They were about to close down all the warm season activities for the year. The end of the season is about mid Sept. We were prepared for Mosquitoes, but never had a problem........too late in the season I guess.
Mt. McKinley (Denali) highest point in North America
South Central Alaska
Time was moving on; we had to head south for our visit of Kenai Fjords and maybe do a little Kayaking or fishing at Homer. This part of Alaska is noted for its Halibut fishing and fantastic scenery.
Homer's Kachemak Bay spit.
A popular activity here is Kayaking. The opposite side of the bay is outstanding from a wildlife point of view. Marsha took a kayak trip to Gull Island and saw sea otters and other critters. She was impressed with the number of marine mammals in the area. Of course, eagles were everywhere. While in Homer, we found out that a friend of hers won $25,000 in a fishing derby at Homer and was about to collect his prize the following week. We weren't able to stay. His "big fish" was a Halibut at 327 lbs. It was the largest fish caught during the season of those who had entered the derby. At least one other fish was larger but the person didn't enter the contest. (too bad).
The coves and inlets of Kachemak bay are loaded with small settlements made up of people who love to be independent. Seldovia, on the south coast of the bay has many artists and fishing families yet no roads in or out. I'm told that you can visit Seldovia by day but you have to leave in the late afternoon unless you're a guess of a resident. The town is made up of many Scandanavian people. Most everyone has waterfront access; the marine environment is everything. Alaska interior also has many independent living people. I was impressed by their numbers and the ability to be self supporting.
A rough life!
We spent our final days in Seward. It rained pretty hard for part of the time. This is the jumping off place for the Kenai Fjords. One of the largest ice fields in the world, the Harding, is just outside of town. It has only been in recent years that someone has made it across this field on foot or dog sled. Seward is a well developed with fishing, tourism, and wildlife within easy reach.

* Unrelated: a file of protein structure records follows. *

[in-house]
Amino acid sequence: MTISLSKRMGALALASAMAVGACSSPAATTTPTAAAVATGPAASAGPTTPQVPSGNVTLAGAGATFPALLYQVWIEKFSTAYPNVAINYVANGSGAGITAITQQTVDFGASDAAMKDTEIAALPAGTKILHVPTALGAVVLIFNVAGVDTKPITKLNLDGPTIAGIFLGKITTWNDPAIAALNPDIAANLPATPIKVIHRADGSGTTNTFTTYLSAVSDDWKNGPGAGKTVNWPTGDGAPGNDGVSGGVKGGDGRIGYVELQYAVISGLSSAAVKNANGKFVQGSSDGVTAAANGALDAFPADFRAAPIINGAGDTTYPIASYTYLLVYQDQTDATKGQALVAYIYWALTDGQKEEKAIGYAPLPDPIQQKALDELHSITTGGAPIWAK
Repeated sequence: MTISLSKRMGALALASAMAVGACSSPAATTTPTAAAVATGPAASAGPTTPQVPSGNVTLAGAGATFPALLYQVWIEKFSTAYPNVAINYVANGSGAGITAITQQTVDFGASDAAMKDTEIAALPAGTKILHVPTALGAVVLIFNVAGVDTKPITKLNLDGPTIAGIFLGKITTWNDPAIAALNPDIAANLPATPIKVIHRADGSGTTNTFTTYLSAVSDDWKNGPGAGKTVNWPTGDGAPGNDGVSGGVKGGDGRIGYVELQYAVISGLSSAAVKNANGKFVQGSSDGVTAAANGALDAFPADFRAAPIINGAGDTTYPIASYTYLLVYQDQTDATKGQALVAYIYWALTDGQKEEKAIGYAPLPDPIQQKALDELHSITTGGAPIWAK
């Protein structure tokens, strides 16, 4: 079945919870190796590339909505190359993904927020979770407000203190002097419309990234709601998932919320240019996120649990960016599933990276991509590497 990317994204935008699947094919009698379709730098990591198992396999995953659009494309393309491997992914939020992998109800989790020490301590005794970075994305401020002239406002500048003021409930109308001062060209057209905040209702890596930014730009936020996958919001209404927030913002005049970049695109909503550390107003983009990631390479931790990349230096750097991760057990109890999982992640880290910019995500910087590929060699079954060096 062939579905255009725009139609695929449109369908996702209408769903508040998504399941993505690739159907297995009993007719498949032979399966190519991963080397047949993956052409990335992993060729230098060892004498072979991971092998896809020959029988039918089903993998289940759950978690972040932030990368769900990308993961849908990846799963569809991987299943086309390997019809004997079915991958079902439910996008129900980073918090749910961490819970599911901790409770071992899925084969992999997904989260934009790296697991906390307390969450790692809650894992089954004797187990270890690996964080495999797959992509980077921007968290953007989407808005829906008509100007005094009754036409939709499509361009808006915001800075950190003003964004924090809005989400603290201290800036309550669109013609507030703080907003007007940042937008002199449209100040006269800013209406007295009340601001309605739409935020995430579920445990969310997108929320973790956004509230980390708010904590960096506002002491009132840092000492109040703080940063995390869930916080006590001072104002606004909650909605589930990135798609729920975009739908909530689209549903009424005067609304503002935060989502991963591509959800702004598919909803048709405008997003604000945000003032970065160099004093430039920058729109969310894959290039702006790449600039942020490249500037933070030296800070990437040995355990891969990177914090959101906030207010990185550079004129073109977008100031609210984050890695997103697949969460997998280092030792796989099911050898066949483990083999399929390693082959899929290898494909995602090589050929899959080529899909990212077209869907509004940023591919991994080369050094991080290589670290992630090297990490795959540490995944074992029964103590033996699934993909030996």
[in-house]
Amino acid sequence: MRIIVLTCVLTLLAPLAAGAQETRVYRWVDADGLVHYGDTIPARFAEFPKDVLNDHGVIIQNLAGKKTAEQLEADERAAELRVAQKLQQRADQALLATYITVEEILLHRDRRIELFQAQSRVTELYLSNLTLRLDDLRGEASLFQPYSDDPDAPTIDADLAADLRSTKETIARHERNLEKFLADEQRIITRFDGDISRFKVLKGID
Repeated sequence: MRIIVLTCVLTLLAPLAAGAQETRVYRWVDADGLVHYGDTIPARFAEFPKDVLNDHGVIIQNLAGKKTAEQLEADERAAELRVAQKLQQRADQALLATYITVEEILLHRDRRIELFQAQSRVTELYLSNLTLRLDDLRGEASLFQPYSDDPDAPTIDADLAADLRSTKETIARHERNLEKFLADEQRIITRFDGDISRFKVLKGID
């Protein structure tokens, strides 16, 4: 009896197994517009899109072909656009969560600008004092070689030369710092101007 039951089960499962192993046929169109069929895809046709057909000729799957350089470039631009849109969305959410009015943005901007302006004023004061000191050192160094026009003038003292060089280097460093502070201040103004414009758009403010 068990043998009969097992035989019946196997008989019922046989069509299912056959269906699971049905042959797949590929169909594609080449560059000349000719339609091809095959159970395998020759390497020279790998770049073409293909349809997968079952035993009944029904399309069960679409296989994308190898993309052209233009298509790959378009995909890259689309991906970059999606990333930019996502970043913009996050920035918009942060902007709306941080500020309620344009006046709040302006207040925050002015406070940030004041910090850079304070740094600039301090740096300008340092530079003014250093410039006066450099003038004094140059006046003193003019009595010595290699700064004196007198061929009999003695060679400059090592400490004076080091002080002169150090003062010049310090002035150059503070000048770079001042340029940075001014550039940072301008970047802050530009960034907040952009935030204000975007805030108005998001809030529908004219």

Glacier off Harding Ice Field
We camped right on the waterfront. Lots of room to park the RV but other facilities are minimal. Seward is a nice modern town at the end of Resurrection Bay. Fishing is big here, too. Cruise ships drop by because of the Kenai Fjords National Park and great outdoor activities. Few people know it but its the true start of the Iditarod trail when the trail was used to transport medication to Nome.
I would say that 65% of the RV's on the road were rented in places like Anchorage, 20% were Alaskans with their own vehicle and 15% were people from the lower 48 or Canada that drove the ALCAN highway. Our RV rental was from ABC Motorhomes in Anchorage. I researched them for nearly a year before our trip. By asking the question,"what sort of luck have you had with RV rentals in Anchorage" on the USENET, I got enough responses to show where people had consistant results. One benefit is they actually charge less than some of the other rentals. Everything turned out fine and they didn't hastle us when we turned the vehicle back in.
All reservations for this trip occured over the Internet. I used the on-line reservation system for:
Alaska Airlines has a real neat WEB page in that you not only can list the flights available but also see the cost. All of my personal travel is now arranged with the carrier directly, and over the net. I've had better results doing it this way then going through a travel agent. The Internet has been a fantastic source of information about things to see as well as reservations. Denali has many pages on the WEB to describe maps, how to sign up for events, etc.
Overall, the trip was great, we saw lots of wildlife, did some Kayaking and explored some great scenic areas.
Created: 10/97, Updated: 8/01